Wednesday, August 13, 2008


I'm painting again, which is to say I've picked up and dusted off my paintbrush again in artistic endeavor. As I mentioned last week, I have picked up a new notebook, and found my watercolors (field set and crayons) and set my hand to page. Such as it is. I have always wanted to be able to draw and paint lifelike portraits and deeper than deep realistic landscapes. So far, that sort of thing is beyond me, but I keep trying. Maybe when I'm 80 or so I'll get good at that sort of thing. I paint some abstract and symbolic things now, and people tell me they like them, but you can never tell. Maybe I need to actually buy frames for the art so it looks like I'm a real artist. My art friends tell me that I really should paint more, I guess because they think I might have some talent. I have listened to them, because they would know, and they tell me the truth for the most part. Things like I'm good looking and make beautiful jewelry. I love to paint with acrylics, I like the ability to add texture and wild colors like the photo below.
I call this "Formed v. Unformed" and there are a lot of details involved that I won't go into here, just take a look and tell me your opinion, should I keep on painting or hang it up? ;)

Wednesday, August 6, 2008

Curriculum Development, Pt 1

I have been away working on a curriculum project I'm on in Fort Collins, Colorado. With all of the other things I do, this has been pushed to the back burner for the last couple of months. To all of the people I work with on that project, I apologize. Making new things and trying to not use old things is a difficult task at best. Original thinking is a a premium these days, and highly underrated. In the political arena, the scientific area, education, agriculture, automobile, all are suffering from the "in a rut" syndrome. Any new thinking is maybe being held off until after the Presidential elections, or the New Year or some other regime change. My new thinking has been held off due to family matters, but at least I have a weak excuse. Native science has been in full force with me, and writing has been cast aside. I really don't enjoy writing sometimes, but I also feel that if I totally stop, my ideas will languish and die. The thought itself will continue, but the record of it's progress will stop. As a constantly evolving entity, the knowledge section always is past explanation here, and I hope the crumbs and fragments of the basic ideas get through.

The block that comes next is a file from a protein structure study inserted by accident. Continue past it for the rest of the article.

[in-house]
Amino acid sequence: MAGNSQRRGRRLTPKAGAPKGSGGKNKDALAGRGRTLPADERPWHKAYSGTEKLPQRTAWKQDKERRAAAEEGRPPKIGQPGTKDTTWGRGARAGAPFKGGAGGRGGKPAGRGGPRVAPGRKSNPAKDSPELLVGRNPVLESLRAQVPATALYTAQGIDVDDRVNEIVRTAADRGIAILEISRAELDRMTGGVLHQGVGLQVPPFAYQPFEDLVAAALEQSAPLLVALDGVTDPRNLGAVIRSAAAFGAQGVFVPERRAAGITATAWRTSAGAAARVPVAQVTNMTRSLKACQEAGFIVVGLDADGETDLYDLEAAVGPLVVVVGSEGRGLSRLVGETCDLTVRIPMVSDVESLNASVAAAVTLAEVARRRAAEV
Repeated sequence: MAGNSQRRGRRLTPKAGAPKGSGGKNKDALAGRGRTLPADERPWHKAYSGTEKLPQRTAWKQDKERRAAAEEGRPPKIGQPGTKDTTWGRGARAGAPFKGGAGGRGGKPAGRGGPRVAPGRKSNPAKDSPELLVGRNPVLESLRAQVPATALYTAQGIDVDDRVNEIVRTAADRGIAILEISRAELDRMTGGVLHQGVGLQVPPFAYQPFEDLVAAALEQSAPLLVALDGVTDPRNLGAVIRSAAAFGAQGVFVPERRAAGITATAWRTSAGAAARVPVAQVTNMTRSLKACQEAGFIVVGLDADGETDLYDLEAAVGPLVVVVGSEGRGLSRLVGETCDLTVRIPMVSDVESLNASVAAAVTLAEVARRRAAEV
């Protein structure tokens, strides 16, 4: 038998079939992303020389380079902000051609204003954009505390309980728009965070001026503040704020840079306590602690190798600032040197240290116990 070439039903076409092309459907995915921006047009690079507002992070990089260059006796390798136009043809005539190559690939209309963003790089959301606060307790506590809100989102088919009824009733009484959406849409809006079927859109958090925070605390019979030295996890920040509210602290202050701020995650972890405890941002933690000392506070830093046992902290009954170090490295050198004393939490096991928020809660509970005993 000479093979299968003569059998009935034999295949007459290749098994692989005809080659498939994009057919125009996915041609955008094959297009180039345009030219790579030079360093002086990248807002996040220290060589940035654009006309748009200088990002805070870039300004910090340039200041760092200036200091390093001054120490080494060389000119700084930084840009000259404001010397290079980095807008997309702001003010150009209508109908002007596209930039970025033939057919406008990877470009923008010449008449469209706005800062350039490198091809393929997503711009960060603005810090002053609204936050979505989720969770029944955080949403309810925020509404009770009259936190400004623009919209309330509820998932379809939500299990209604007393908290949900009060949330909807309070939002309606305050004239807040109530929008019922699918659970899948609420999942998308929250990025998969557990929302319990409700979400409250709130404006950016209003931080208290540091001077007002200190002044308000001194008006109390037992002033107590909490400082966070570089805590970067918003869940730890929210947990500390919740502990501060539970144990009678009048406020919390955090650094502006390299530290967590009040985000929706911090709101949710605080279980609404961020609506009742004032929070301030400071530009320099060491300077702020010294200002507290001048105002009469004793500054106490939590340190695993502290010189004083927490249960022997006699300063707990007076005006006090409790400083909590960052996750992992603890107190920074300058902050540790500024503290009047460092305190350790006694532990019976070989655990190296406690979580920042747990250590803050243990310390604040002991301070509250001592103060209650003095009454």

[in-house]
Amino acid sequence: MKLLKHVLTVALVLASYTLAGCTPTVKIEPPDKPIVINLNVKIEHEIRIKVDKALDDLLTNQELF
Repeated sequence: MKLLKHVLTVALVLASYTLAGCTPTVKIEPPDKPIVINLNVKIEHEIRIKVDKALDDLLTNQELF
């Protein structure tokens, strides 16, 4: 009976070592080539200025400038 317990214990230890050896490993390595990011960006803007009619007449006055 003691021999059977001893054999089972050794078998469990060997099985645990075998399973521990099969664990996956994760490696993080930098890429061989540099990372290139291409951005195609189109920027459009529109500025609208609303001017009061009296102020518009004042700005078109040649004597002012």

This is also a curriculum development activity. A written document chronicling the thought patterns of someone who walks in at least two different neighborhoods in the same city. Many natives call it living in two worlds, but as I see it, there is only one world, one place humans can call the communal home. If I went to China, or France, I would still be in this one world, but the perceptions around me would change of the same place, would they not? Do we all see the same world? I have asked this before, I think, but it is worth revisiting. Would you want to see the world through my eyes and I out of yours? Some days I think the world has gone into the proverbial hand-basket. Other days are much better. Especially days without television.

More on that later.

My newest thing are my Moleskine sketchbook and watercolor notebook. These are the best thing to come along for a while for the writer and artist. Nice lined, unlined and sized pages, great paper, variety of styles, all good stuff. Check them out.